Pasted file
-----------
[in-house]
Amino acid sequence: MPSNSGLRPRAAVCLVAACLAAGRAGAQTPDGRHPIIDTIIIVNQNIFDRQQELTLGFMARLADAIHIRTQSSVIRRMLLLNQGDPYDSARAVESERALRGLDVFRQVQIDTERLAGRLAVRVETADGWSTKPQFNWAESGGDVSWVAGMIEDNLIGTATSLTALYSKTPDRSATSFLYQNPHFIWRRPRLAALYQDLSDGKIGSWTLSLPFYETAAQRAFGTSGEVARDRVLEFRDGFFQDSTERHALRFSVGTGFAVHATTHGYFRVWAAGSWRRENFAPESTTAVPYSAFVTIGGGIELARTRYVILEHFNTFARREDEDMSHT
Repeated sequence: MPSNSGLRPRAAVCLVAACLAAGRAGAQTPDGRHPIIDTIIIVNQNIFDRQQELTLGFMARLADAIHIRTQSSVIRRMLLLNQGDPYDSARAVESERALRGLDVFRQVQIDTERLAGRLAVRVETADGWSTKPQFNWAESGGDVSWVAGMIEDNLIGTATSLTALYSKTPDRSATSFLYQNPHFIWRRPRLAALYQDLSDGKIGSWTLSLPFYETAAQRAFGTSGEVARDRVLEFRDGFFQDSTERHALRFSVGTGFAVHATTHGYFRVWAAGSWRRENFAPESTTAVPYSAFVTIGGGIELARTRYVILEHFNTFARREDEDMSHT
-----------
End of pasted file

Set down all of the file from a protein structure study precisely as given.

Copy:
[in-house]
Amino acid sequence: MPSNSGLRPRAAVCLVAACLAAGRAGAQTPDGRHPIIDTIIIVNQNIFDRQQELTLGFMARLADAIHIRTQSSVIRRMLLLNQGDPYDSARAVESERALRGLDVFRQVQIDTERLAGRLAVRVETADGWSTKPQFNWAESGGDVSWVAGMIEDNLIGTATSLTALYSKTPDRSATSFLYQNPHFIWRRPRLAALYQDLSDGKIGSWTLSLPFYETAAQRAFGTSGEVARDRVLEFRDGFFQDSTERHALRFSVGTGFAVHATTHGYFRVWAAGSWRRENFAPESTTAVPYSAFVTIGGGIELARTRYVILEHFNTFARREDEDMSHT
Repeated sequence: MPSNSGLRPRAAVCLVAACLAAGRAGAQTPDGRHPIIDTIIIVNQNIFDRQQELTLGFMARLADAIHIRTQSSVIRRMLLLNQGDPYDSARAVESERALRGLDVFRQVQIDTERLAGRLAVRVETADGWSTKPQFNWAESGGDVSWVAGMIEDNLIGTATSLTALYSKTPDRSATSFLYQNPHFIWRRPRLAALYQDLSDGKIGSWTLSLPFYETAAQRAFGTSGEVARDRVLEFRDGFFQDSTERHALRFSVGTGFAVHATTHGYFRVWAAGSWRRENFAPESTTAVPYSAFVTIGGGIELARTRYVILEHFNTFARREDEDMSHT